The Air Force intends to place six of the Global Hawk Block 30 remotely piloted aircraft that it doesn’t want to operate beyond Fiscal 2012 into non-recoverable storage and another 12 into recoverable storage, said Chief of Staff Gen. Norton Schwartz Tuesday. It’s possible those latter 12 could find new use, either with another domestic organization or with a foreign partner, he told the Senate Armed Services Committee in testimony. The Air Force has proposed terminating Global Hawk Block 30 surveillance operations in Fiscal 2013 and, instead, keeping its manned U-2 surveillance platforms flying for at least a decade longer. If Congress approves the plan, 18 of the 31 Block 30s in the current program of record would be in the inventory by then. Schwartz reiterated the Air Force’s case: The Block 30 is proving to be “not less expensive to operate” than the U-2 and its sensors need “significant improvements” to match the U-2’s capability. Another “key factor” was the joint requirements oversight council’s decision to decrease the “required number of orbits” for high-altitude surveillance—a change that “enabled the U-2 to cover the requirement,” he said. (Donley-Schwartz joint statement)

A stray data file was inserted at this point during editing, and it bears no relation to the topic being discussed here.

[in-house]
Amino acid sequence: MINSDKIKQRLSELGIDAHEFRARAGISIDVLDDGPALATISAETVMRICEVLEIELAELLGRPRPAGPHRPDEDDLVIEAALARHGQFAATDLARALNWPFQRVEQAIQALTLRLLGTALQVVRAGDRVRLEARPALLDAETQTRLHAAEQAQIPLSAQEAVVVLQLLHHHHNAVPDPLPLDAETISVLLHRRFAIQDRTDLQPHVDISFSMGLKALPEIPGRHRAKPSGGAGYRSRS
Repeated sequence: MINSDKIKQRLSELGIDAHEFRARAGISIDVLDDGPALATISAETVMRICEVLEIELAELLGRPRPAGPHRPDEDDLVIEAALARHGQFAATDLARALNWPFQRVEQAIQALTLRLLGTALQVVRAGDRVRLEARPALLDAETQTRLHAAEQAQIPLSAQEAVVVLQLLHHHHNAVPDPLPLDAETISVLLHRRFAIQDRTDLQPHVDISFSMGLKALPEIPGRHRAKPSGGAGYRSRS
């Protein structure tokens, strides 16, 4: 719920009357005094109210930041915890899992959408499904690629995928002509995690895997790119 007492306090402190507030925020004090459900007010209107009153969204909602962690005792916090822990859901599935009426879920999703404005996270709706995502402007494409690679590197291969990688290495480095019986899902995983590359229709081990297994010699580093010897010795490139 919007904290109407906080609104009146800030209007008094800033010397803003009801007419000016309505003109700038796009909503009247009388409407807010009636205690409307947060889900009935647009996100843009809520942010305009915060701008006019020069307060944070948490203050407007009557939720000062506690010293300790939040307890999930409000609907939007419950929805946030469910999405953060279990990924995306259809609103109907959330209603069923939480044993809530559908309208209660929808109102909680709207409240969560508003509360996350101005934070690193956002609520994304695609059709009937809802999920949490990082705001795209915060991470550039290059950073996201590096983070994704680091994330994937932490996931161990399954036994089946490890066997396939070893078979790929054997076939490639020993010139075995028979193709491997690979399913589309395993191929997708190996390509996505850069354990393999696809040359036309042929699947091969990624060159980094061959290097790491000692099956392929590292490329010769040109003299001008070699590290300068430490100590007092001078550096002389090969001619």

Three B-1B Lancers from the 7th Bomb Wing flew over the Indo-Pacific alongside F-16s from the Japanese Air Self Defense Force recently, as part of a joint large force exercise. The mission began and ended in the continental U.S., as the bombers flew 31 hours and landed Jan. 11.